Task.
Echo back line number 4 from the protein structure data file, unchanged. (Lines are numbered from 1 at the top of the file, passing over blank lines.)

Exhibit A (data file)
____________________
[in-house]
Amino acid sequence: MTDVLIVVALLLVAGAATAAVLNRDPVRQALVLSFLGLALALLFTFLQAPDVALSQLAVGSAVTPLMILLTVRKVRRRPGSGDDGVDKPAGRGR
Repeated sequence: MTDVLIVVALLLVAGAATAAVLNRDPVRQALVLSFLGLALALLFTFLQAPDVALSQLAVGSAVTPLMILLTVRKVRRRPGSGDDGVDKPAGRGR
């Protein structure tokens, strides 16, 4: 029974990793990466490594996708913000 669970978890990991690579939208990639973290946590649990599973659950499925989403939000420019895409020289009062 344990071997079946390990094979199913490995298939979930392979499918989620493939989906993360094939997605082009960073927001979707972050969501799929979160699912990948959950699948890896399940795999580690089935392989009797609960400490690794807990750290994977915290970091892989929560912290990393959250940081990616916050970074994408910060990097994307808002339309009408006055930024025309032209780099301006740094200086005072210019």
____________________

């Protein structure tokens, strides 16, 4: 029974990793990466490594996708913000 669970978890990991690579939208990639973290946590649990599973659950499925989403939000420019895409020289009062 344990071997079946390990094979199913490995298939979930392979499918989620493939989906993360094939997605082009960073927001979707972050969501799929979160699912990948959950699948890896399940795999580690089935392989009797609960400490690794807990750290994977915290970091892989929560912290990393959250940081990616916050970074994408910060990097994307808002339309009408006055930024025309032209780099301006740094200086005072210019």